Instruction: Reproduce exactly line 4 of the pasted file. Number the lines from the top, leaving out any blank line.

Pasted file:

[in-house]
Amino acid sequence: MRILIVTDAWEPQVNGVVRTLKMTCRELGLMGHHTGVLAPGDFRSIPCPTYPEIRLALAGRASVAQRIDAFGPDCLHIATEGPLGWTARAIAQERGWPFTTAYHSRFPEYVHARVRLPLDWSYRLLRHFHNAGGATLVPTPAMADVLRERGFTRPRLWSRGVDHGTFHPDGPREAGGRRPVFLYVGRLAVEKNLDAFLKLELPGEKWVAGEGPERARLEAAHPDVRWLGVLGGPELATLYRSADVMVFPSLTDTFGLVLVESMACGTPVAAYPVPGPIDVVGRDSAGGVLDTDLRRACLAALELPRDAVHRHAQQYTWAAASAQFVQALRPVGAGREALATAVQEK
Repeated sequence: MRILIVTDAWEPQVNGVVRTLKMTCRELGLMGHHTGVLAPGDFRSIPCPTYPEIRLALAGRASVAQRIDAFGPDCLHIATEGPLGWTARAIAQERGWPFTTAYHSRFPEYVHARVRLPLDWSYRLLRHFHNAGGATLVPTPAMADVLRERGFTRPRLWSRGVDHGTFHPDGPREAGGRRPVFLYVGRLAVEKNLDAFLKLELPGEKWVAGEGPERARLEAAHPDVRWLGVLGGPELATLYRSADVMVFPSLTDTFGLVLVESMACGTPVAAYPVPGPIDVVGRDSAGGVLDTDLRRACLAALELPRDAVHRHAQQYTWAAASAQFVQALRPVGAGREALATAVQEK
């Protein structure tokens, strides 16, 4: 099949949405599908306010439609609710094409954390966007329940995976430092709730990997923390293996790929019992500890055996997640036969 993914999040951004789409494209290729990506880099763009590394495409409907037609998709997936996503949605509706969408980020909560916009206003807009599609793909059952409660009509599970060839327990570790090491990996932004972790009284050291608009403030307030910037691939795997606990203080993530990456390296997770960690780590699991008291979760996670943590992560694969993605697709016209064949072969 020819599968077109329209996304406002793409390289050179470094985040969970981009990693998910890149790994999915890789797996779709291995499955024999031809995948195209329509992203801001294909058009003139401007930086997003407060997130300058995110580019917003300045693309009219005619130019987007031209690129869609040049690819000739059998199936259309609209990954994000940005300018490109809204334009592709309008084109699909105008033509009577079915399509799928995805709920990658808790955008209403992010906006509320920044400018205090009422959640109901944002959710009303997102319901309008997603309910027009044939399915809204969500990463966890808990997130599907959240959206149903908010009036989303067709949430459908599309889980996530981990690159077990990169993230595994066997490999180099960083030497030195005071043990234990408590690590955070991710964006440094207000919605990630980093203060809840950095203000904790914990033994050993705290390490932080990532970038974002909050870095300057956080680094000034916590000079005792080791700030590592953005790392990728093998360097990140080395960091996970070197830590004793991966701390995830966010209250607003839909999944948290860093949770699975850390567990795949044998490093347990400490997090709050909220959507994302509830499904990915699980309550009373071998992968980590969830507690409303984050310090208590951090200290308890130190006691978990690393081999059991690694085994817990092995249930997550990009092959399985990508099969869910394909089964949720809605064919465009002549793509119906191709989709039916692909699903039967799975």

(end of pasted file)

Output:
């Protein structure tokens, strides 16, 4: 099949949405599908306010439609609710094409954390966007329940995976430092709730990997923390293996790929019992500890055996997640036969 993914999040951004789409494209290729990506880099763009590394495409409907037609998709997936996503949605509706969408980020909560916009206003807009599609793909059952409660009509599970060839327990570790090491990996932004972790009284050291608009403030307030910037691939795997606990203080993530990456390296997770960690780590699991008291979760996670943590992560694969993605697709016209064949072969 020819599968077109329209996304406002793409390289050179470094985040969970981009990693998910890149790994999915890789797996779709291995499955024999031809995948195209329509992203801001294909058009003139401007930086997003407060997130300058995110580019917003300045693309009219005619130019987007031209690129869609040049690819000739059998199936259309609209990954994000940005300018490109809204334009592709309008084109699909105008033509009577079915399509799928995805709920990658808790955008209403992010906006509320920044400018205090009422959640109901944002959710009303997102319901309008997603309910027009044939399915809204969500990463966890808990997130599907959240959206149903908010009036989303067709949430459908599309889980996530981990690159077990990169993230595994066997490999180099960083030497030195005071043990234990408590690590955070991710964006440094207000919605990630980093203060809840950095203000904790914990033994050993705290390490932080990532970038974002909050870095300057956080680094000034916590000079005792080791700030590592953005790392990728093998360097990140080395960091996970070197830590004793991966701390995830966010209250607003839909999944948290860093949770699975850390567990795949044998490093347990400490997090709050909220959507994302509830499904990915699980309550009373071998992968980590969830507690409303984050310090208590951090200290308890130190006691978990690393081999059991690694085994817990092995249930997550990009092959399985990508099969869910394909089964949720809605064919465009002549793509119906191709989709039916692909699903039967799975």